This all started more than 20 years ago, with a cheeseburger in a State Street bistro that no longer exists. A young art history student, dining at Stillwaters, took a bite of her burger, and it changed her life, though she wouldn’t know it for another decade.
At the time, all Jennifer Connor said was, “That’s the best mustard I’ve ever had.”
She didn’t know the mustard had a history, a story of how a venerable Madison clothing retailer, tired of that grind, decided to step aside and instead market the small-batch mustard he’d been making for friends and family.
Connor certainly didn’t know that she would eventually acquire the mustard recipes, change the name, have ups and downs — including a moment last year when she considered folding — only to emerge at least temporarily victorious, with a recent salute from The New York Times, and deals that will put her product — Mustard Girl All American Mustards — into Super Target stores and on Norwegian Cruise Line ships.
Connor, 41, who lives in Chicago but spends considerable time in Wisconsin, will take a mini-victory lap this week, back where it all started. She will have her Mustard Girl mustards at a Tuesday evening cocktail party at the Madison Central Library, in advance of a talk by food author Ruth Reichl. The following night, Connor will throw out the ceremonial first pitch at the Mallards game at Warner Park.
I first met Connor about a decade ago, when she’d just started marketing what were then called Rendall’s Gourmet Mustards.
She was impressive — energetic, engaging, maybe still a little unsure of what she’d gotten herself into. But she believed in the mustard, and she was beginning to believe in fate.
Dave Rendall closed his family’s women’s clothing store, Rendall’s, founded in Madison in 1936, in 1990, and began selling gourmet mustard that within two years was in 35 Madison area locations and 50 more around Wisconsin.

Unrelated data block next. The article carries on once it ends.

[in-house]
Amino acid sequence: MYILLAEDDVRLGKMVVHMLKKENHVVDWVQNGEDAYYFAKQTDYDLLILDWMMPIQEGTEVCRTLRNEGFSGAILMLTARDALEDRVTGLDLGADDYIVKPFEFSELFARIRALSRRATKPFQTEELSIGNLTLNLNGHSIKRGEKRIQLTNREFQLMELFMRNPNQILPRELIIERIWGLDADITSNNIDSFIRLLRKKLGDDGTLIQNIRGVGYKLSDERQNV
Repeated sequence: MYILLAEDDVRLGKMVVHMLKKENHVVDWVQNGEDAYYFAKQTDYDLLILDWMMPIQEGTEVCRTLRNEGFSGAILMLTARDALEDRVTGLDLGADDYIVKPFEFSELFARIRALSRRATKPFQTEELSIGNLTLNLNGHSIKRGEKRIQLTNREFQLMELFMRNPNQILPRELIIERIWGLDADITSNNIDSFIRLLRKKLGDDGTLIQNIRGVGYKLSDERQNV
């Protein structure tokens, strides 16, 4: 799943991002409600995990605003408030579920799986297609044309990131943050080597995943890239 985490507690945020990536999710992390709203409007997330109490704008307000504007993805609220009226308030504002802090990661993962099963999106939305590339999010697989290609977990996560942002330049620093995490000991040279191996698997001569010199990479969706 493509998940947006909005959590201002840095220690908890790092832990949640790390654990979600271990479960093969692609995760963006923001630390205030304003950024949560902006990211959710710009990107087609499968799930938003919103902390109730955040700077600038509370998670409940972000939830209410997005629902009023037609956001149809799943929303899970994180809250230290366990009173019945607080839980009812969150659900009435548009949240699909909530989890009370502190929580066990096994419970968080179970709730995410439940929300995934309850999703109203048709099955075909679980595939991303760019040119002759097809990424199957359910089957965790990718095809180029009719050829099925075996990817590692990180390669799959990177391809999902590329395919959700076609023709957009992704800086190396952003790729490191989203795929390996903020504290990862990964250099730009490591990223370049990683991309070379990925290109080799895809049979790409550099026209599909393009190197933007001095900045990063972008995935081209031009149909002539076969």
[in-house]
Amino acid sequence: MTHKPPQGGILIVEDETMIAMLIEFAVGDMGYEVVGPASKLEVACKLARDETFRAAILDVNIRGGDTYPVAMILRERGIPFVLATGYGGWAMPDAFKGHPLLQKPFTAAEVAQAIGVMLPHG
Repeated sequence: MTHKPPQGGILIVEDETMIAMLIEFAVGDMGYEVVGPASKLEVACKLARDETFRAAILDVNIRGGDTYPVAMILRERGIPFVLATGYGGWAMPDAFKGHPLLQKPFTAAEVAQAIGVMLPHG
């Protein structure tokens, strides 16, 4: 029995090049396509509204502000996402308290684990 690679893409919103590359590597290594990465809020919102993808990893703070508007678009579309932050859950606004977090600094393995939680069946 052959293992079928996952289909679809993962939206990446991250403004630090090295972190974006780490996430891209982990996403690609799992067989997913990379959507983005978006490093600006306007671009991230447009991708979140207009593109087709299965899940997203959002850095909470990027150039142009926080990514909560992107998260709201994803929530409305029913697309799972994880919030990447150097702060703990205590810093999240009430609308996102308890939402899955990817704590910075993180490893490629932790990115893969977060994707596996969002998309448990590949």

It was around that time that Connor, attending UW-Madison after growing up in northern Wisconsin, had her mustard epiphany at Stillwater’s.
Over the next decade, she did a few things — including a little acting in Hollywood — but in 2002, she was back in Madison, considering a move to Chicago to work in advertising, when she heard that Dave Rendall was moving to the state of Oregon and looking to sell his mustard business.
Connor got in touch. Rendall didn’t dodge her, exactly, but he wasn’t going to trust his recipes to just anyone. He said he wasn’t in a hurry to sell. He advised Connor to think about it and get back to him.
She did, with a partner and a business plan.
A deal was drawn.
At the last minute, Connor’s partner bailed out.
A few days later, Connor was at her family’s place in northern Wisconsin, torn between calling the deal off and going forward alone, when she attended a church service and the minister delivered a sermon in which he used the mustard seed as a metaphor. “It gave me chills,” Connor said.
She bought Rendall’s recipes.
Connor changed the name to Mustard Girl in 2006 — the bottle labels now include a likeness of Connor in a dirndl — and she has spent the past decade working pretty much nonstop to make her business go. The mustards — several varieties — are produced in Pleasant Prairie. Connor travels to fairs and festivals, and has honed her natural gift for promotion.
In 2013, when somebody stole Guido, the 7-foot Italian sausage that races during Brewers games at Miller Park, Connor jumped in with an offer of a year’s supply of mustard for anyone who produced the costume. Connor told the press, “We have to keep our sausage racers whole.” When the costume was returned under the cover of darkness to a bar in Cedarburg, Connor donated the mustard to the Make-A-Wish Foundation.
By that time, Mustard Girl was in 750 grocery stores around the Midwest, and doing well enough that last year, according to Connor, a large competitor cut its prices in an effort to squeeze her out.
“I didn’t know if I could make it,” she said, when we got together recently in Madison for a chat. But she hung in, and this past January word arrived that Super Target was taking her mustards, along with Norwegian Cruise Line and Publix, a popular grocery chain in the South.
In April, The New York Times’ Wednesday food section featured a color photo of a Mustard Girl bottle, and a rave for the product: “The star is the original Sweet N’ Spicey Honey, which has more kick than the typical honey mustard.”
It’s all about having faith in the mustard seed, Connor said. When she produced her first batch more than a decade ago, she took some up north and gave it to the minister who delivered the mustard seed sermon when she was on the fence about proceeding.
The minister accepted the mustard, and said, “The Lord works in mysterious ways.”
Meanwhile, the Mustard Girl is a little nervous about throwing out that first pitch Wednesday night at the Duck Pond.
All she needs to do is pretend she’s pitching to a 7-foot Italian sausage named Guido.